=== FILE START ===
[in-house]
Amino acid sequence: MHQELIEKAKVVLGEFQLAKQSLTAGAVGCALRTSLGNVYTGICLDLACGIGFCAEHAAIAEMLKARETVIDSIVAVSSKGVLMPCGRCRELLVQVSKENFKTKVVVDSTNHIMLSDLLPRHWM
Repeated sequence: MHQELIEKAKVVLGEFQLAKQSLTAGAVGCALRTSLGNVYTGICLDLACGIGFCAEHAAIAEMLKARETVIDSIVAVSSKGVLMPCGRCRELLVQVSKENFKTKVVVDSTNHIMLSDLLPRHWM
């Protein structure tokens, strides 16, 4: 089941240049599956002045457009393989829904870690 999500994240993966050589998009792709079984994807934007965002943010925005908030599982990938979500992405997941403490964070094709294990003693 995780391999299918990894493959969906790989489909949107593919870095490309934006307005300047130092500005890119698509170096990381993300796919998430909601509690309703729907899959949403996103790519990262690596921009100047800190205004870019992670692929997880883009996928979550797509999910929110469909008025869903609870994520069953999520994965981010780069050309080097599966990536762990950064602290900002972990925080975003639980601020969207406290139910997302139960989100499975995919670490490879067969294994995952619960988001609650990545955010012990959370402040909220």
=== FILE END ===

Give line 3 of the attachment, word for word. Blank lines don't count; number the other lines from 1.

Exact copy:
Repeated sequence: MHQELIEKAKVVLGEFQLAKQSLTAGAVGCALRTSLGNVYTGICLDLACGIGFCAEHAAIAEMLKARETVIDSIVAVSSKGVLMPCGRCRELLVQVSKENFKTKVVVDSTNHIMLSDLLPRHWM